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Lecture15_Spring_2009

# Lecture15_Spring_2009 - Lecture15 Spring2009...

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Lecture 15 Spring 2009 Property, Plant and Equipment   PP&E Accounting for

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Goals of Today’s Class Review of Depreciation Accelerated Depreciation (Declining Balance) Change in Depreciation Delta Case Study
Declining Balance Depreciation Method  Modifies the normal straight-line rate to accelerate depreciation  Commonly 2 times the straight-line rate (double-declining balance)  Or 1.5 times the straight-line rate (150%-declining balance)  Straight-line annual percentage rate = 100% / useful years 100% / 4 years = 25% Double-declining will use 2 x 25% = 50% 150%-declining will use 1.5 x 25% = 37.5%  Begins with Book Value and ends with Salvage Value

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Double-Declining Balance Method Year Book Value, Beg Straight- Line  % 200% of  SL Depr. Expense Book  Value, End 1 2 3 4 25% 25% 25% 25% 50% 50% 50% 50% 20,000 10,000 10,000 10,000 5,000 5,000 5,000 2,500 2,500 Too low—need to stop at Salvage Value 1,000 4,000 0
What happens when estimates change? On January 1, 20x1, a firm acquired a depreciable asset at a cost of \$160,000. The estimated useful life of the asset and its salvage value were determined to be 20 years and \$10,000 respectively. The firms uses the straight line method for depreciation. What is annual depreciation? (160,000-10,000)/20 = 7,500 At the end of 20x10 (10 years later) what would the balance sheet look like? Equipment 160,000 Accumulated Depreciation 75,000 Book Value of Equipment 85,000

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What happens when estimates change? At the start of 20x11 the firm revises its estimate of the useful life, determining that 5 years are left (instead of 10 from the original estimate). What do we do? We do NOT make retro-active adjustments to the financial statements. That is, we do not restate depreciation for the last 10 years to 10,000 per year [ i.e.,(160,000-10,000)/15] which would give a book value of 60,000 at the start of 20x11. We simply revise the depreciation charge going forward. Thus, for the remaining 5 years annual depreciation is: [(160,000-75,000)-10,000]/5 = 15,000 This is called the prospective method and it is used to account for all changes in the estimates used to derive the amounts reported in the financial statements. But it is NOT used if a firm changes accounting method (i.e., straight line to accelerated).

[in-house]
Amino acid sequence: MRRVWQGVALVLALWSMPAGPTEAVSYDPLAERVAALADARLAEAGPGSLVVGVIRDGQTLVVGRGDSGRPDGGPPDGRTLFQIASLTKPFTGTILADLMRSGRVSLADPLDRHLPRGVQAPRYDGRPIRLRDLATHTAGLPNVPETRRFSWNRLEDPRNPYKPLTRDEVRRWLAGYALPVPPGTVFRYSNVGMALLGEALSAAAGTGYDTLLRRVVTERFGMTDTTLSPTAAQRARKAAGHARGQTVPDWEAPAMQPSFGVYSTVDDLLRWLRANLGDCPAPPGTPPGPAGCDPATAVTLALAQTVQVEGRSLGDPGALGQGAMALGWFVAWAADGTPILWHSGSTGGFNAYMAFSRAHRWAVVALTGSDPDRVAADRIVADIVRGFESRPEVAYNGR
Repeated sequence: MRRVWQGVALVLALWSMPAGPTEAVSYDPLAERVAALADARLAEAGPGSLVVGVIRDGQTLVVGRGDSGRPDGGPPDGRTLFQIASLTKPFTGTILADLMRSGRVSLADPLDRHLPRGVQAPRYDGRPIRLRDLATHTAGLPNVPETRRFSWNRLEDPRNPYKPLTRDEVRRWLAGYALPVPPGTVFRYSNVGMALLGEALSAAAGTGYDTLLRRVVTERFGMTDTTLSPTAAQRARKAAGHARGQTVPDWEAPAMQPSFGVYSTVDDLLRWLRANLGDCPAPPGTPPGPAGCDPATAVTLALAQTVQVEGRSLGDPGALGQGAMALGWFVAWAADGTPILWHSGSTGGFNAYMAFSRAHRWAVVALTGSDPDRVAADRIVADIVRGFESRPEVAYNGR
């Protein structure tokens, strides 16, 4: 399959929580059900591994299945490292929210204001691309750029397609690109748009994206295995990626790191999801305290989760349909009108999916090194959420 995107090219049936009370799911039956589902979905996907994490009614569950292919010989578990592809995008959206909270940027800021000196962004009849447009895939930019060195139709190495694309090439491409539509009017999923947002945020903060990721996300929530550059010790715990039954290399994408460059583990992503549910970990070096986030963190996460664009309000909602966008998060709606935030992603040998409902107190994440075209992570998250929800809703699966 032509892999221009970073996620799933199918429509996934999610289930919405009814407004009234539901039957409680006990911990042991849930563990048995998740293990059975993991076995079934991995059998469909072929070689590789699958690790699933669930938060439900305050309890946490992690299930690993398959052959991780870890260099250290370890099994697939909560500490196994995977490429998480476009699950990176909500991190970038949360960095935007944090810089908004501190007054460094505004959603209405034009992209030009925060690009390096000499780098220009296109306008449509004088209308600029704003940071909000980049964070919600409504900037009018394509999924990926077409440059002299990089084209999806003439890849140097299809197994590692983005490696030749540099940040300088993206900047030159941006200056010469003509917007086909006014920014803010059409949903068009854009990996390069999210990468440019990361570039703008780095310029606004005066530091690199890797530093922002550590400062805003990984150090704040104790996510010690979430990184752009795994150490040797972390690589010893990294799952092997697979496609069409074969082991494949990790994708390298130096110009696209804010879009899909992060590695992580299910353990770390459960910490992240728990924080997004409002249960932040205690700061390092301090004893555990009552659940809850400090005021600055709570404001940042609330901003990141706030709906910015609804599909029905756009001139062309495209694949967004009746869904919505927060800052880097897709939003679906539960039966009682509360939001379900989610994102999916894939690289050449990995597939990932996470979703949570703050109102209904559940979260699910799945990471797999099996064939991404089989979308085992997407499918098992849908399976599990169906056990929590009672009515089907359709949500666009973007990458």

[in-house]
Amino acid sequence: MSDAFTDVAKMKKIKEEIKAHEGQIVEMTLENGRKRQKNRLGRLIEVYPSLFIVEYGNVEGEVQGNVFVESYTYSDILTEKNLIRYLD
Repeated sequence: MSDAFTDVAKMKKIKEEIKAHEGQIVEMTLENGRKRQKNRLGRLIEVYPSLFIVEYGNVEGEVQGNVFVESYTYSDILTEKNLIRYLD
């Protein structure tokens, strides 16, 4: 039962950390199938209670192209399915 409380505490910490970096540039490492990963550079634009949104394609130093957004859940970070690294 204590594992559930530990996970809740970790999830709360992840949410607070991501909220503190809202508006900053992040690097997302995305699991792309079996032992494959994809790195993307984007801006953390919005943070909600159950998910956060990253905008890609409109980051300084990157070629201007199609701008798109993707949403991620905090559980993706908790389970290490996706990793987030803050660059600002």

An Example for Changes in Estimates Note extracted from Delta’s 1994 Annual Report Depreciation and Amortization -- Prior to April 1, 1993, substantially all of the Company's flight equipment was being depreciated on a straight-line basis to residual values (10% of cost) over a 15-year period from the dates placed in service. As a result of a review of its fleet plan, effective April 1, 1993, the Company increased the estimated useful lives of substantially all of its flight equipment. Flight equipment that was not already fully depreciated is being depreciated on a straight-line basis to residual values (5% of cost) over a 20-year period from the dates placed in service. The effect of this change was a \$34 million decrease in depreciation expense and a \$22 million (\$0.44 per common share) decrease in net loss for fiscal 1993. Ground property and equipment are depreciated on a

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Lecture15_Spring_2009 - Lecture15 Spring2009...

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